College Admissions: Demystifying Early Admissions 2013

Monday, July 29, 2013


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Playing the early admissions game may feel like a roll of the dice, but there are strategies for working the board.

Over the last 10 years, early admission programs have become an increasingly important aspect of college admissions. Many colleges are filling 30-70% of their freshman class via early action or early decision. So, students who wait to

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apply during regular decision are competing with far more students for a much smaller number of seats. Last year, Bowdoin, Williams, and UPENN filled almost 50% of their freshman class via early decision. Meanwhile, Duke and Northwestern filled about 40% and Brown gave away approximately 35% of their freshman seats in the early round. In the last few years, we saw an increasing number of colleges (Bates, Bowdoin, Bucknell, Tufts, etc.) adopting two rounds of early decision, one in November, and another in January. This year, the new trend emerging is that more colleges are offering both Early Action AND Early Decision (previously, they had offered one or the other, but rarely both). For those of you who are confused by the array of terms and restrictions, here are some key things that you need to know:

Early Decision

Early Decision (ED) is the most restrictive of the programs. Students may only apply to one college early decision, and if accepted they MUST attend. This is a binding program, and you are required to sign an agreement stating that you will matriculate at the college if accepted, and that you will withdraw any pending applications at other colleges upon acceptance. Deadlines usually fall in November and students are typically notified before Christmas if they are accepted, rejected or being deferred to the regular decision round. If you apply ED, you must be absolutely certain that the college is your first choice. The upside of ED is that at many schools the acceptance rate is dramatically higher. Brown University had an early decision acceptance rate for the class of 2017 of 19% and a regular decision rate of just 9%. Last year, Cornell accepted 30% of early decision candidates, but just 15% of regular decision applicants, and UPENN took 25% of early applicants vs. 12% of regular decision students. The downside to ED is that you can’t change your mind during senior year about where you want to go, and you don’t get a chance to compare financial aid packages. However, many colleges offering ED do have generous need-based financial aid.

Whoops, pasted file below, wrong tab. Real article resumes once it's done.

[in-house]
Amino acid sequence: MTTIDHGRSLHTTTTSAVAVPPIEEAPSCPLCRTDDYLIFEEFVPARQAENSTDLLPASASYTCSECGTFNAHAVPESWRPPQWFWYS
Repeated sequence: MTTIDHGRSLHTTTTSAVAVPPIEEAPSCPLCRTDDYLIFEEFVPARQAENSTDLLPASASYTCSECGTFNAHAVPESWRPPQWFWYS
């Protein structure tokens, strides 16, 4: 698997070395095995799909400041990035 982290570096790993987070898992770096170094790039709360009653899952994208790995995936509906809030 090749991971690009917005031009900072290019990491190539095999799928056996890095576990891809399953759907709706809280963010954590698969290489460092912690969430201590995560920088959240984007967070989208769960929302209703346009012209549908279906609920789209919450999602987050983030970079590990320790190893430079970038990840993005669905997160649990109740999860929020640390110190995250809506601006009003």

Early Decision II

Early Decision II follows the same principles as ED, but is a later second round of Early Decision. It often falls 2-3 months after ED I and allows students a bit more time to solidify their commitment. In some cases, if a student is rejected or deferred in the ED I round at one college, they may be able to play out ED II at a second school (but only if they have received a letter of rejection or deferral before the ED II deadline). Statistics are just emerging on this relatively new trend, but it would seem that ED I acceptance rates are usually higher than ED II. It is important to note that no Ivy League colleges offer ED II.

Early Action (EA) and Priority Plans

These are much less restrictive programs than Early Decision because students may apply to several colleges under Early Action and Priority Decision rules, but they have until the spring to tell a college if they will attend. Deadlines usually fall in November and December, and decisions are issued in about 4-8 weeks. Students can be accepted, rejected, or deferred to regular decision. Although not quite as favorable statistically as ED, most colleges do accept a higher percentage of students during EA. The advantage is that if accepted, some students find senior year less stressful. There are very few disadvantages since you aren’t locked into attending under EA or Priority plans. Families can also play out all their financial aid options at a variety of schools (unlike ED), and some colleges issue more favorable aid packages earlier in the admissions season when money is more plentiful.

Restrictive or Single Choice Early Action

A few colleges like Princeton, Yale, Georgetown and Boston College have opted to craft specific rules for their Early Action programs which may preclude you from applying to other colleges Early Decision or Early Action. You must read the individual rules very carefully for these programs; they vary from school to school. For the class of 2016, Harvard accepted approximately 18% percent of applicants in the EA round, but roughly 6% in the regular decision round, and Yale accepted almost 15% early but just under 7% during the later round.


Cristiana Quinn, M.Ed. is the founder of College Admission Advisors, LLC which provides strategic, college counseling and athletic recruiting services for students.


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